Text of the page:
New student housing will replace the more than 40-year old buildings at Coast Mountain College’s Terrace campus thanks to an $18.7 million investment from the province.
Minister of Advanced Education, Skills and Training Melanie Mark was in Terrace Sept. 6 to deliver the news as students began their first week back in class.
“Being the first person in my family to graduate from high school and go to college — for some people that is a big move. To pack up, to leave your clan, to leave your family to go get a brighter future, you want to go to a place that gives you a sense of belonging,” Mark says.
The total cost of the project is $19.7 million with the college coming up with the remaining $1 million.
Construction is to start next summer on the first of two three-storey residential buildings to replace four obsolete structures. The second is due for completion in the fall of 2021. Each will contain 54 beds.
In all, 71 beds will be replaced and 33 new ones added. There will also be four suites for Elders or relatives to visit students in residence.
“Students that are coming from outside of Terrace, they will now be able to have their family stay in residence with them, which was not allowed previously,” says Lenda Girard, student union organizer. “It’s long overdue. We drastically need this, especially with an anticipated growing student population and the lack of affordable, safe rentals in town.”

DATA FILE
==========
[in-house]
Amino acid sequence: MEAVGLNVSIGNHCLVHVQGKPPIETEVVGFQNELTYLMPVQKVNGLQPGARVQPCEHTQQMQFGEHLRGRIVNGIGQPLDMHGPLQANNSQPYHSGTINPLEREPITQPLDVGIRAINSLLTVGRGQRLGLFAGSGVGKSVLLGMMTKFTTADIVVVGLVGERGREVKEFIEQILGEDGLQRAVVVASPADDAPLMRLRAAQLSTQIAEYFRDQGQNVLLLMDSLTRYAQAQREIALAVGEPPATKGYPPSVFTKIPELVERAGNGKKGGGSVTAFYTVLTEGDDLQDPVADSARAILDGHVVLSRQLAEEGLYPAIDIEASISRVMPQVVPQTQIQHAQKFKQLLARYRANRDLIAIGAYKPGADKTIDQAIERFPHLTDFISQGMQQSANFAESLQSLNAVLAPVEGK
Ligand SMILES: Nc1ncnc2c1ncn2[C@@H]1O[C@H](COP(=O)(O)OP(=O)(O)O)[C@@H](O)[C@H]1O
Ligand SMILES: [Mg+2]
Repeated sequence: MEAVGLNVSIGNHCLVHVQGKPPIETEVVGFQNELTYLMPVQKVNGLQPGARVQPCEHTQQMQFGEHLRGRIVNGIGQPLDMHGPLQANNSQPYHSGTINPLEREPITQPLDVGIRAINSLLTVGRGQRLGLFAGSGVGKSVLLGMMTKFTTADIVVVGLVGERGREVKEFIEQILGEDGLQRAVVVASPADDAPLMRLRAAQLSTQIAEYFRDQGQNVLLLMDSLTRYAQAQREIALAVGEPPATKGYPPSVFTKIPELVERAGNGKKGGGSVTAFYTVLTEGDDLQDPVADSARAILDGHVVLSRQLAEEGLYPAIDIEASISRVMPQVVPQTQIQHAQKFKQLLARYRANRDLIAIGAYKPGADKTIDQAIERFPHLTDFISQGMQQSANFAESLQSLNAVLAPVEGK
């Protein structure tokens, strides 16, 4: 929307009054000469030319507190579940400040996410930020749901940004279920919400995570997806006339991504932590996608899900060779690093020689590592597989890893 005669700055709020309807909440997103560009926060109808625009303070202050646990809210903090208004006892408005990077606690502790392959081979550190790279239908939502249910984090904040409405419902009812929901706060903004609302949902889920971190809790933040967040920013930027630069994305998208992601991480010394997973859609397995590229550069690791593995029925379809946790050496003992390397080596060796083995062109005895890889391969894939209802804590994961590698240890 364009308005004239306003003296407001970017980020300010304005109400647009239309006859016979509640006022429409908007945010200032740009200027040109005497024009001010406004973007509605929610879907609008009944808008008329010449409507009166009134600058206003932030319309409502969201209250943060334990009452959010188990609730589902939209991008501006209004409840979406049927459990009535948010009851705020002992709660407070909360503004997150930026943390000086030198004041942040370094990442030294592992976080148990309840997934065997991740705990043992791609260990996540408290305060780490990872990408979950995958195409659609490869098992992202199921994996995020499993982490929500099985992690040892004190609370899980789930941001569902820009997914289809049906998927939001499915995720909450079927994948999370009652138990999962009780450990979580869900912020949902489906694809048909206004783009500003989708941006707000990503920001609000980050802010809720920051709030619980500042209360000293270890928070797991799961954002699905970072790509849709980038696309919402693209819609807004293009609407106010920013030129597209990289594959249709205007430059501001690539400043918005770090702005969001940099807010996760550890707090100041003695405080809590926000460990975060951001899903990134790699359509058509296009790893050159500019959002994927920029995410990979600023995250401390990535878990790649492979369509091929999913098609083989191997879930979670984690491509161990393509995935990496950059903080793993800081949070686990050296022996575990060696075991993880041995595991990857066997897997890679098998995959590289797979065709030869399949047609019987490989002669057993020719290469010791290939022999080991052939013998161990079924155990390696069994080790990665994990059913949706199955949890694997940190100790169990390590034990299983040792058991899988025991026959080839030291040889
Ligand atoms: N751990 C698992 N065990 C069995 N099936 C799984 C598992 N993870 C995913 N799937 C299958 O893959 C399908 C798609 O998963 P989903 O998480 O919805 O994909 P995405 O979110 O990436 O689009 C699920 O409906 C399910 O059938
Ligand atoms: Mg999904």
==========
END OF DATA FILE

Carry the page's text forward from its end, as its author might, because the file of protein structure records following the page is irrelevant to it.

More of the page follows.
Each new building will have accessible communal spaces like a student lounge, study space, Indigenous cultural space and common kitchen.
New on-campus housing has been high on the list of priorities for students for years, Girard says. When residences are full, students often have trouble finding affordable rental options off-campus with rising prices and fewer vacancies in Terrace. The current buildings date back to the mid-1970s with aging and outdated infrastructure.
“We’ve heard students weren’t even allowed to have their own hot-plate because the wiring is so old, it would trip breakers. No two students could be boiling a kettle, using a microwave or use hot-plates to cook,” Girard says.
Charlotte Guno, acting vice-chair of the college’s First Nations Band Council described the living conditions of one of the students as “terrible.”
“The dollars are the first step to providing our students with safe, clean, affordable student housing. A home away from home is vital for student success,” Guno says.
The new dormitories will also be more energy-efficient, Mark says. “It’s going to be a big deal for this community.”
The existing residences will be demolished in phases so as to ensure there are as many residential spaces as possible during construction.